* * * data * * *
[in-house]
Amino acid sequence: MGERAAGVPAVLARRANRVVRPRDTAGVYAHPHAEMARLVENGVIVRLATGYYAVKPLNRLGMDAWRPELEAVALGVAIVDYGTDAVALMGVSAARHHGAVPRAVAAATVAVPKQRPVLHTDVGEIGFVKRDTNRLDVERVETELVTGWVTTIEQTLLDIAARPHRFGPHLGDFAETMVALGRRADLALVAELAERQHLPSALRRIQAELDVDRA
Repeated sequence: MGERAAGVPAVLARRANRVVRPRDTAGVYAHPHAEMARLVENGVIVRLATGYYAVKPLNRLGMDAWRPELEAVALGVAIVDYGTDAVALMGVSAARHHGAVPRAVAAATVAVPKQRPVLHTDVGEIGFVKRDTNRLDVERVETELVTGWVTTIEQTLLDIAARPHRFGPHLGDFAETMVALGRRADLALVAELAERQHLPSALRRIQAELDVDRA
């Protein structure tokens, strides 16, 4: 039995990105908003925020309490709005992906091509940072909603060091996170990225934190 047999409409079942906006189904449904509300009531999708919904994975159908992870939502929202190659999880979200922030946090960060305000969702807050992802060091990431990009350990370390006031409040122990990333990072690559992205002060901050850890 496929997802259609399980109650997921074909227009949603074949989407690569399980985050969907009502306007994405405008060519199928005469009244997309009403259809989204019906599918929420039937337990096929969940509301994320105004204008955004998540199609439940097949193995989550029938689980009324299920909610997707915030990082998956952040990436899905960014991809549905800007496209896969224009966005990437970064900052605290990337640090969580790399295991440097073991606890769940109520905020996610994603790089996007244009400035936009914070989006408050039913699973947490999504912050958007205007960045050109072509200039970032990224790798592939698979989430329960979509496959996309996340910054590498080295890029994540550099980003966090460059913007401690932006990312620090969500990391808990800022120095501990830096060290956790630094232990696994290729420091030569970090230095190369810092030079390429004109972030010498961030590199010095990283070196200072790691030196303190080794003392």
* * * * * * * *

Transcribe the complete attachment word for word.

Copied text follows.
[in-house]
Amino acid sequence: MGERAAGVPAVLARRANRVVRPRDTAGVYAHPHAEMARLVENGVIVRLATGYYAVKPLNRLGMDAWRPELEAVALGVAIVDYGTDAVALMGVSAARHHGAVPRAVAAATVAVPKQRPVLHTDVGEIGFVKRDTNRLDVERVETELVTGWVTTIEQTLLDIAARPHRFGPHLGDFAETMVALGRRADLALVAELAERQHLPSALRRIQAELDVDRA
Repeated sequence: MGERAAGVPAVLARRANRVVRPRDTAGVYAHPHAEMARLVENGVIVRLATGYYAVKPLNRLGMDAWRPELEAVALGVAIVDYGTDAVALMGVSAARHHGAVPRAVAAATVAVPKQRPVLHTDVGEIGFVKRDTNRLDVERVETELVTGWVTTIEQTLLDIAARPHRFGPHLGDFAETMVALGRRADLALVAELAERQHLPSALRRIQAELDVDRA
């Protein structure tokens, strides 16, 4: 039995990105908003925020309490709005992906091509940072909603060091996170990225934190 047999409409079942906006189904449904509300009531999708919904994975159908992870939502929202190659999880979200922030946090960060305000969702807050992802060091990431990009350990370390006031409040122990990333990072690559992205002060901050850890 496929997802259609399980109650997921074909227009949603074949989407690569399980985050969907009502306007994405405008060519199928005469009244997309009403259809989204019906599918929420039937337990096929969940509301994320105004204008955004998540199609439940097949193995989550029938689980009324299920909610997707915030990082998956952040990436899905960014991809549905800007496209896969224009966005990437970064900052605290990337640090969580790399295991440097073991606890769940109520905020996610994603790089996007244009400035936009914070989006408050039913699973947490999504912050958007205007960045050109072509200039970032990224790798592939698979989430329960979509496959996309996340910054590498080295890029994540550099980003966090460059913007401690932006990312620090969500990391808990800022120095501990830096060290956790630094232990696994290729420091030569970090230095190369810092030079390429004109972030010498961030590199010095990283070196200072790691030196303190080794003392």